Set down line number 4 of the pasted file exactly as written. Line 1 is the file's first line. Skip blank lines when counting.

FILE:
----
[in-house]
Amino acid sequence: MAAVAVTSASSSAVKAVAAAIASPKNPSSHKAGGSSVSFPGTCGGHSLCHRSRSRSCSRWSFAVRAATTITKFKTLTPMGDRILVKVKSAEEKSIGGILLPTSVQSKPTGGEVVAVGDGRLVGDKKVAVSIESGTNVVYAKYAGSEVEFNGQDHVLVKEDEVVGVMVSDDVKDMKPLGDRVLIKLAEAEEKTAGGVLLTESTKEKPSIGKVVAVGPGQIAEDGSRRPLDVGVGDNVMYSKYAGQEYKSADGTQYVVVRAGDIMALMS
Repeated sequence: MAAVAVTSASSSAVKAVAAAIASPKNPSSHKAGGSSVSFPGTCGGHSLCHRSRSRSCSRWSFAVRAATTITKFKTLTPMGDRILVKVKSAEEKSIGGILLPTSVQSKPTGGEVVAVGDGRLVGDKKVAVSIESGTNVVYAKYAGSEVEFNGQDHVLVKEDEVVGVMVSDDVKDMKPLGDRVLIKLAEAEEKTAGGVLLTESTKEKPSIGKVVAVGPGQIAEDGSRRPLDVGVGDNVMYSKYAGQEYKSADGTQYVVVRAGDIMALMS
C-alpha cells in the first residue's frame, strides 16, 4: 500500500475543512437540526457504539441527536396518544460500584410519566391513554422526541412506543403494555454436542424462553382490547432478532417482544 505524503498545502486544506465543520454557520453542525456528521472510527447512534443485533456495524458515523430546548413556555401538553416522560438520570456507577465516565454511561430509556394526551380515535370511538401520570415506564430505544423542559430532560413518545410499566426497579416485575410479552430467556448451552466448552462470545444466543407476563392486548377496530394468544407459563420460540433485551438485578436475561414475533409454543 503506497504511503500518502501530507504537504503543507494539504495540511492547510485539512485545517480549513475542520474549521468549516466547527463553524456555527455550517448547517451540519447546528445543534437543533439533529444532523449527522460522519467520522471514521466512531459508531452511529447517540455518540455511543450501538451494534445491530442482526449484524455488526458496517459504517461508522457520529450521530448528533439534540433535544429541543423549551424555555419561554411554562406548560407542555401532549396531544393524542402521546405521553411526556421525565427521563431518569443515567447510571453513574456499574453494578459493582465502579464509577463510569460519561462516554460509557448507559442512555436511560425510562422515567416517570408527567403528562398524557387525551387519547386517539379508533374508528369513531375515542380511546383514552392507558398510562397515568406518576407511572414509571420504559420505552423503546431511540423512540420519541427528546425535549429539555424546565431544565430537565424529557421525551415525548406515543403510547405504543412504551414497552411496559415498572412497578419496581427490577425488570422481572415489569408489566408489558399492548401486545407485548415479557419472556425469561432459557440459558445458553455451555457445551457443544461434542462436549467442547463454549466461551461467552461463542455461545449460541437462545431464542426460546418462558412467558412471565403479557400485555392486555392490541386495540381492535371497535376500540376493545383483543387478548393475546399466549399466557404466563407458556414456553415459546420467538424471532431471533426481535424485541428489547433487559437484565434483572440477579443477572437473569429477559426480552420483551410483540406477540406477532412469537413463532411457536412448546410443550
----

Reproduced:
C-alpha cells in the first residue's frame, strides 16, 4: 500500500475543512437540526457504539441527536396518544460500584410519566391513554422526541412506543403494555454436542424462553382490547432478532417482544 505524503498545502486544506465543520454557520453542525456528521472510527447512534443485533456495524458515523430546548413556555401538553416522560438520570456507577465516565454511561430509556394526551380515535370511538401520570415506564430505544423542559430532560413518545410499566426497579416485575410479552430467556448451552466448552462470545444466543407476563392486548377496530394468544407459563420460540433485551438485578436475561414475533409454543 503506497504511503500518502501530507504537504503543507494539504495540511492547510485539512485545517480549513475542520474549521468549516466547527463553524456555527455550517448547517451540519447546528445543534437543533439533529444532523449527522460522519467520522471514521466512531459508531452511529447517540455518540455511543450501538451494534445491530442482526449484524455488526458496517459504517461508522457520529450521530448528533439534540433535544429541543423549551424555555419561554411554562406548560407542555401532549396531544393524542402521546405521553411526556421525565427521563431518569443515567447510571453513574456499574453494578459493582465502579464509577463510569460519561462516554460509557448507559442512555436511560425510562422515567416517570408527567403528562398524557387525551387519547386517539379508533374508528369513531375515542380511546383514552392507558398510562397515568406518576407511572414509571420504559420505552423503546431511540423512540420519541427528546425535549429539555424546565431544565430537565424529557421525551415525548406515543403510547405504543412504551414497552411496559415498572412497578419496581427490577425488570422481572415489569408489566408489558399492548401486545407485548415479557419472556425469561432459557440459558445458553455451555457445551457443544461434542462436549467442547463454549466461551461467552461463542455461545449460541437462545431464542426460546418462558412467558412471565403479557400485555392486555392490541386495540381492535371497535376500540376493545383483543387478548393475546399466549399466557404466563407458556414456553415459546420467538424471532431471533426481535424485541428489547433487559437484565434483572440477579443477572437473569429477559426480552420483551410483540406477540406477532412469537413463532411457536412448546410443550